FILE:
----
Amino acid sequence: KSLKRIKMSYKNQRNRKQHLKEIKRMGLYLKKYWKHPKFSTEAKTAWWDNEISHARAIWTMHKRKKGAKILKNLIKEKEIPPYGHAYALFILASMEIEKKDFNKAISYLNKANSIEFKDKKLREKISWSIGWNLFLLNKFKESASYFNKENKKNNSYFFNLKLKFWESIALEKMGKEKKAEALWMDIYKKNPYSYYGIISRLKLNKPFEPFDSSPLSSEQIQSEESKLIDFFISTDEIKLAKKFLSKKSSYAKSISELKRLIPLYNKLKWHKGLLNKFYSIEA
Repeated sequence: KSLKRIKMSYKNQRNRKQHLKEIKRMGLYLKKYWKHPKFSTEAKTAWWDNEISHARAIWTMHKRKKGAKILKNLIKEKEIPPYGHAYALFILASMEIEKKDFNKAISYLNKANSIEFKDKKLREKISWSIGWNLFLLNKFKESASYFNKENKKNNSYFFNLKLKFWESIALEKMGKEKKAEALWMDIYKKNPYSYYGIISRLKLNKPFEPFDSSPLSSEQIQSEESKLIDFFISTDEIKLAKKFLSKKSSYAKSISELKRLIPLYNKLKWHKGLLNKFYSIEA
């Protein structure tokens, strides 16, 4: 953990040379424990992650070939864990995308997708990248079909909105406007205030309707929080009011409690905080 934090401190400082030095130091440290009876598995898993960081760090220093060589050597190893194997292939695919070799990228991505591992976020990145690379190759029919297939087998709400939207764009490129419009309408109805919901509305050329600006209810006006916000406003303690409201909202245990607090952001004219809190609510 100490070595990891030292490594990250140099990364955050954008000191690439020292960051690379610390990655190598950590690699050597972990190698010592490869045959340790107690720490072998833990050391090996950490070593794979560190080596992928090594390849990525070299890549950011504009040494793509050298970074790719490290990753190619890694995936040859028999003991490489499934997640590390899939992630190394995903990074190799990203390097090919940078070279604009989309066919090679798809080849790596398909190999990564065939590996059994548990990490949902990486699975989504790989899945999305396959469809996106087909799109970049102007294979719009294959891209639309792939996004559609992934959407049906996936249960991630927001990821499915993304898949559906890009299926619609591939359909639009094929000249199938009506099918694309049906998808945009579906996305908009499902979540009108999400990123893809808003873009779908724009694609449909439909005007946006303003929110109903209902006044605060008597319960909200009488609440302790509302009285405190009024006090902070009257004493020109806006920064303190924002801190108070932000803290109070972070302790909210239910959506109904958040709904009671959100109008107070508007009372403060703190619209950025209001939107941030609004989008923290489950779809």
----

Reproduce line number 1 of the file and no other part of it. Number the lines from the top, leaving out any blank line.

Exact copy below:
Amino acid sequence: KSLKRIKMSYKNQRNRKQHLKEIKRMGLYLKKYWKHPKFSTEAKTAWWDNEISHARAIWTMHKRKKGAKILKNLIKEKEIPPYGHAYALFILASMEIEKKDFNKAISYLNKANSIEFKDKKLREKISWSIGWNLFLLNKFKESASYFNKENKKNNSYFFNLKLKFWESIALEKMGKEKKAEALWMDIYKKNPYSYYGIISRLKLNKPFEPFDSSPLSSEQIQSEESKLIDFFISTDEIKLAKKFLSKKSSYAKSISELKRLIPLYNKLKWHKGLLNKFYSIEA